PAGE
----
the real deal


i know that you’ve done this before and you feel informed and competent. good.

you might also anticipate that it will be different this time around. great.

you aren’t prepared for just how different it’s gonna be though. sorry, but how could you be? like every other aspect of parenting, you just can’t know until you know.

simply put, everything with your second will be completely different. likely even from the moment of conception.  isn’t that exciting?! alright, perhaps not, maybe you wanted to draw on all you’ve familiarized yourself with (and maybe even mastered). perhaps knowing that it won’t be the same is terrifying for you.

i hear you. becoming confident the first time was journey enough and no one really wants to go back to those days full to the brim with self-doubt and anxiety. rest assured, it won’t be like that. there are, however, hurdles awaiting you… the very fact that there’s already a child in the mix means that there are more variables to consider. adjustment will be different this time around.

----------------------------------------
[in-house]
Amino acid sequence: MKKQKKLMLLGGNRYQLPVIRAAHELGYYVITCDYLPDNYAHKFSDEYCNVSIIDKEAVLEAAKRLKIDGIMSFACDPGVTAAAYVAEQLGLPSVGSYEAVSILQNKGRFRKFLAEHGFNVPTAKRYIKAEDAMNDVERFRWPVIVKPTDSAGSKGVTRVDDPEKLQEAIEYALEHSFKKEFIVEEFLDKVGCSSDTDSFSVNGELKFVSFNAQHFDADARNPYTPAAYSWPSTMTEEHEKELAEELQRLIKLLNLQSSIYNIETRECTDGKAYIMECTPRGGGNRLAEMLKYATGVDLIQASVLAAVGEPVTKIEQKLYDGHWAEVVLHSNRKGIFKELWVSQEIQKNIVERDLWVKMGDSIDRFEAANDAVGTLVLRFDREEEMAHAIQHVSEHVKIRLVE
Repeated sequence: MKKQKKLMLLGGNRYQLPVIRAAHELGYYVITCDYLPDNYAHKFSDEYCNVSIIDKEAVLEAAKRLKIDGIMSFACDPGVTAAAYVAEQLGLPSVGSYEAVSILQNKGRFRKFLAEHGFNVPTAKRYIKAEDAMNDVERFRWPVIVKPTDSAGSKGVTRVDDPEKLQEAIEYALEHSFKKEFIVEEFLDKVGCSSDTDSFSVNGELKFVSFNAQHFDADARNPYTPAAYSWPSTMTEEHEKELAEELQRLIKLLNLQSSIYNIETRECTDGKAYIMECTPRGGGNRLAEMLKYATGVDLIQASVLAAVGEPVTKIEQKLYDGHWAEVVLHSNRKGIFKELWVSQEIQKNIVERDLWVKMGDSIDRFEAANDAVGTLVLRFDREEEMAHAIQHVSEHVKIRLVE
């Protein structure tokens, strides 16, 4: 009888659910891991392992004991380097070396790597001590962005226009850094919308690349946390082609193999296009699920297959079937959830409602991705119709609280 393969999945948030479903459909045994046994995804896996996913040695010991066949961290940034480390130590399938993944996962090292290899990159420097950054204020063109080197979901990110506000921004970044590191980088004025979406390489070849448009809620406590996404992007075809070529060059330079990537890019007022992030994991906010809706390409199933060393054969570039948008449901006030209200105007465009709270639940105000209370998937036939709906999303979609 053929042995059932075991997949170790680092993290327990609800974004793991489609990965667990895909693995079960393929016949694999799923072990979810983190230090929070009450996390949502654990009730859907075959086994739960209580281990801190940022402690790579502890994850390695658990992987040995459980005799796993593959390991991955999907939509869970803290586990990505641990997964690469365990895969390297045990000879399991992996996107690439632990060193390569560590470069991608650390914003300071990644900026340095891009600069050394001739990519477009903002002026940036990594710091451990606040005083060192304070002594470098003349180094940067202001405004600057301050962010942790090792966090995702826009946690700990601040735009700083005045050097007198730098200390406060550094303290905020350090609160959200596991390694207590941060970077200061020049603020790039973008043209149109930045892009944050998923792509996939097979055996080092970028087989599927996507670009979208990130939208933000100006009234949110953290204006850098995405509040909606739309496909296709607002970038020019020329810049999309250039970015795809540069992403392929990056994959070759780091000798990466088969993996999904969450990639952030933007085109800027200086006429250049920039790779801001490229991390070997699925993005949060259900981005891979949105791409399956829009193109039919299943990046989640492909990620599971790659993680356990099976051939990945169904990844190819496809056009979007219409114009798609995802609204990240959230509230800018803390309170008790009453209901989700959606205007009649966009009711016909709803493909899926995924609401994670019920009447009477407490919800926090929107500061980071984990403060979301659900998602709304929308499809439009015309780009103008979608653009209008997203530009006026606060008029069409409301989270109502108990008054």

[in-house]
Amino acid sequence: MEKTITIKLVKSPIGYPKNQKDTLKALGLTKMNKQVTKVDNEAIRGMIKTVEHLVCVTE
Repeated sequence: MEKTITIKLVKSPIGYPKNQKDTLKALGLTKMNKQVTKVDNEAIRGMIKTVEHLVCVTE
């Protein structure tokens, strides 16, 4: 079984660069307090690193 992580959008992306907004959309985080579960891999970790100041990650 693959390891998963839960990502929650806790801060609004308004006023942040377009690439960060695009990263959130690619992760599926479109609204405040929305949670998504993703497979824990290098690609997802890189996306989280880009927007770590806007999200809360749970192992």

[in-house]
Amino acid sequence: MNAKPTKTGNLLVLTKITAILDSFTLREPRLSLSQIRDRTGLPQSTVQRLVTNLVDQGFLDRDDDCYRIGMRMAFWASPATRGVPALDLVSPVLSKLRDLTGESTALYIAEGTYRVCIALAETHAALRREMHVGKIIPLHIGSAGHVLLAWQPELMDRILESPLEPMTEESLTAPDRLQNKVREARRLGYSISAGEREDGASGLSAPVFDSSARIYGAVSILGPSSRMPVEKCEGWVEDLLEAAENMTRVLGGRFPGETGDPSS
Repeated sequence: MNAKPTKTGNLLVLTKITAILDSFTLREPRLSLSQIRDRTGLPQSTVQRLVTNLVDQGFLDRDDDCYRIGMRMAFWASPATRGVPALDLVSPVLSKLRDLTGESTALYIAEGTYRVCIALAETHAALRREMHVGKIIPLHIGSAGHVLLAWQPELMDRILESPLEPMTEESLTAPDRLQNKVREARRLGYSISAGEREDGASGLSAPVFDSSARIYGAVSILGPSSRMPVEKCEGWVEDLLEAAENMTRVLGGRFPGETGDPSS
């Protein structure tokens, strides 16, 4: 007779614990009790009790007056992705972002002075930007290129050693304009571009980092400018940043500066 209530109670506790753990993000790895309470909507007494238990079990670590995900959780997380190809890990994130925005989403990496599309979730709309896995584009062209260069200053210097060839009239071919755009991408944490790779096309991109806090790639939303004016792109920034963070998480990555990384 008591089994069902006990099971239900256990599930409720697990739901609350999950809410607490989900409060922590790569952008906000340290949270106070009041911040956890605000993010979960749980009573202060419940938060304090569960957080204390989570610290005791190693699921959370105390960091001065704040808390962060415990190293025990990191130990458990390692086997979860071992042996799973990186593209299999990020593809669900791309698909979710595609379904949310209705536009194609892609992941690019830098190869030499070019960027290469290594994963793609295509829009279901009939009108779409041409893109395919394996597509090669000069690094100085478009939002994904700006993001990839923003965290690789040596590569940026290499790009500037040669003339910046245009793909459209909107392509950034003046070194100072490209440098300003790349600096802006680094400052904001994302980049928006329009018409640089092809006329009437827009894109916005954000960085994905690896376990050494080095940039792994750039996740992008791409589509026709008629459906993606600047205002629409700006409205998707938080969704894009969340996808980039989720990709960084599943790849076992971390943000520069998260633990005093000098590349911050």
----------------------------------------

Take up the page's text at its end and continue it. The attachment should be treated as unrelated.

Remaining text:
don’t worry too much about your biggest, though. kids are adaptable. a little sensitivity and lots of extra TLC goes a long way with those wee ones. what i would recommend is that you prepare YOURSELF.

below is what i wish i’d known going in, complete with pep talks for your benefit- just in case you could use one (or 20). you can thank me later.

the truth about two

1. the pregnancy.

your body will experience this baby uniquely. it’s not just older, after all, it’s completely changed. i mean, obviously, you’ve been pregnant once before. you’ll feel twinges more, movements earlier, pain faster. you will also feel big faster. tired faster. you will feel ready faster.

the pep talk: remember how fast it went by last time? right. it will fly by this time too. you know now that you can never get those pregnancy moments back and that your baby is as close to you now as they will ever be. so breathe, be present, be mindful. be accepting, be tolerant, and be patient.

2. the anticipation.